• Sustainable Development Goals

    What does each Goal mean
    Goal1
    No poverty
    Goal2
    Zero hunger
    Goal3
    Good health and well-being
    Goal4
    Quality education
    Goal5
    Gender equality
    Goal6
    Clean water and sanitation
    Goal7
    Affordable and clean energy
    Goal8
    Decent work and economic growth
    Goal9
    Industry, innovation, infrastructure
    Goal10
    Reduced inequalities
    Goal11
    Sustainable cities and communities
    Goal12
    Responsible consumption, production
    Goal13
    Climate action
    Goal14
    Life below water
    Goal15
    Life on land
    Goal16
    Peace, justice and strong institutions
    Goal17
    Partnerships for the goals
Clear
8

2021 PHILIPPINES

Project title :

Institutionalising Indigenous Food Systems of the Sierra Madre Biodiversity Corridor and the North Philippine Sea Bioregion

Part of the coastline of Casiguran, Aurora
A woman using a small rake to gather shells to eat in a Seagrass and Mangrove intertidal ecosystem in Baler, Aurora
The members of the Maternal Ecohealth Community Working Group (MECWG) pose for picture with the Provincial Health Officer and Daluhay staff.
The Maternal Ecohealth Core Group (MECG) led the focus group discussions on resource mapping.
Maternal Ecohealth Core Group member (in gray) assisting fellow mothers during the CEPA campaign during the Maternal Ecohealth pilot project with Korea SHE Foundation in 2020.

Part of the coastline of Casiguran, Aurora

A woman using a small rake to gather shells to eat in a Seagrass and Mangrove intertidal ecosystem in Baler, Aurora

The members of the Maternal Ecohealth Community Working Group (MECWG) pose for picture with the Provincial Health Officer and Daluhay staff.

The Maternal Ecohealth Core Group (MECG) led the focus group discussions on resource mapping.

Maternal Ecohealth Core Group member (in gray) assisting fellow mothers during the CEPA campaign during the Maternal Ecohealth pilot project with Korea SHE Foundation in 2020.

1 / 20
Organisation :

Daluhay Daloy ng Buhay, Inc (DALUHAY)

Project period :

June 2024 - June 2024

Project type :

Community / field-based implementation

Landscape type :

Landscape, Seascape

Aichi Biodiversity Targets :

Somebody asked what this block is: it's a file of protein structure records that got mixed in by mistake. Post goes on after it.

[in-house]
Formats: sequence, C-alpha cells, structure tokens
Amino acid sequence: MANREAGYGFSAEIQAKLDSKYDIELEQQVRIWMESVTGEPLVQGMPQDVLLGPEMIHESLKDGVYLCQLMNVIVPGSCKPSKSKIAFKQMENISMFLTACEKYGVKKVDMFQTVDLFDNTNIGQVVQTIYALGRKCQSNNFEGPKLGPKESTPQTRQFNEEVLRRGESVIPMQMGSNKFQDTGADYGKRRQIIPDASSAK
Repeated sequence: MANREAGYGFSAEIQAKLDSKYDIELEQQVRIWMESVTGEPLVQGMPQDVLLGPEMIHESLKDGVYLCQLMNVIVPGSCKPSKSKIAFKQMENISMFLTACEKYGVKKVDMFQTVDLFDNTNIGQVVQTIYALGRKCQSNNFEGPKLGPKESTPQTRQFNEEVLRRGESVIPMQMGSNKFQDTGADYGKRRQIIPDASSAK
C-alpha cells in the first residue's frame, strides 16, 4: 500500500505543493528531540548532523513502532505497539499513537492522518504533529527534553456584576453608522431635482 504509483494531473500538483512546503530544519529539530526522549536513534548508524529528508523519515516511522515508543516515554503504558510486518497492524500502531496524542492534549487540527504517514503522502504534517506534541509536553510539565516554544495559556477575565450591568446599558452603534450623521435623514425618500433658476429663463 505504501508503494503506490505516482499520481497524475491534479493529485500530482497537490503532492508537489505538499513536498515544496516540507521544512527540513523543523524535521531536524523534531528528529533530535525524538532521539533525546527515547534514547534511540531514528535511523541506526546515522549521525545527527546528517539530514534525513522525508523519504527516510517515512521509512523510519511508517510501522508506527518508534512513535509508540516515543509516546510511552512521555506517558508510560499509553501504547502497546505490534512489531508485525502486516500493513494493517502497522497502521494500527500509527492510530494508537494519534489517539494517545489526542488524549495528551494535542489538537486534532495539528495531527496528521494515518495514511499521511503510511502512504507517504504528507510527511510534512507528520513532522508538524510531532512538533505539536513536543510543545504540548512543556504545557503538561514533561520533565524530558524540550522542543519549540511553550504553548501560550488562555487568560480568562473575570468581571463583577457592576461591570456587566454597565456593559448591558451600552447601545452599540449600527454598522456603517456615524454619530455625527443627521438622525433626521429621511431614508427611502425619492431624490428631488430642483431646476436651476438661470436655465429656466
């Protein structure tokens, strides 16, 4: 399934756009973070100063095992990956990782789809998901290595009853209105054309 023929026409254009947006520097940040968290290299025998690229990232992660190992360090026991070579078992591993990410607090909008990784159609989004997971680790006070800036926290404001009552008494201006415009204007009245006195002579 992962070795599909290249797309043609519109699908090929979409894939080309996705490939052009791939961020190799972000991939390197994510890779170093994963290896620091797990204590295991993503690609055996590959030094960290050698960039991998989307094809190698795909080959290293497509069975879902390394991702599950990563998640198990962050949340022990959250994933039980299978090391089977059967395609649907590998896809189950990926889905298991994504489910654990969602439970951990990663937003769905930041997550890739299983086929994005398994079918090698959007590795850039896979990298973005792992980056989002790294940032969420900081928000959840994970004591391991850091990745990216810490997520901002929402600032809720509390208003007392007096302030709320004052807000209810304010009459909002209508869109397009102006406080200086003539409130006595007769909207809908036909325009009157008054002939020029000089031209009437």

• Awareness increased
  • Sustainable management of marine living resources
  • Protected areas increased and improved
  • Ecosystems and essential services safeguarded
  • Traditional knowledge respected and integrated
More Detail Copyright BIP/SCBD
Sustainable Development Goals :
  • Zero hunger
  • Responsible consumption, production
  • Life below water
More Detail

Overview

The Philippine Sierra Madre Biodiversity Corridor (SMBC) is a key conservation area, adjacent to the North Philippine Sea (NPS) marine bioregion. The Agta indigenous communities in the Philippines' northern Aurora Province heavily depend upon natural resources in the SMBC for nourishment through fishing in the area’s streams, farming, and gathering of non-timber forest products. In this high-biodiversity area, there have been illegal activities (e.g., logging, wildlife poaching, electric fishing and use of poison), overharvesting, and unsustainable agricultural practices (e.g., use of pesticides and chemical fertilizers) which have led to the loss of biodiversity in the past decades. The lack of appropriate resource management strategies and plans have also contributed to this decline.
Government efforts have not focused on planning for a nutritious diet and food security, which negatively affects community health and well-being. Several local and indigenous communities live in the target area, where they are vulnerable to inclement weather like typhoons. People commonly skip meals during bad weather because they cannot catch enough fish. This contributes to the high number of stunting and wasting cases among children in coastal communities, who also suffer from a lack of protein in their diet . This project aimed to address biodiversity depletion and chronic and acute maternal malnutrition in the indigenous communities in the area. Enabling leadership among mothers is intended to advance the sustainability of healthy food systems and healthy ecosystems, thereby helping ensure food security. The project contributes to the conservation and restoration of socio-ecological production landscapes and seascapes (SEPLS) by initiating efforts to restore degraded ecosystems within the ancestral domains of indigenous communities, including coastal waters. This will facilitate the sustainable delivery of ecosystem services not only for the indigenous communities, but also other surrounding communities.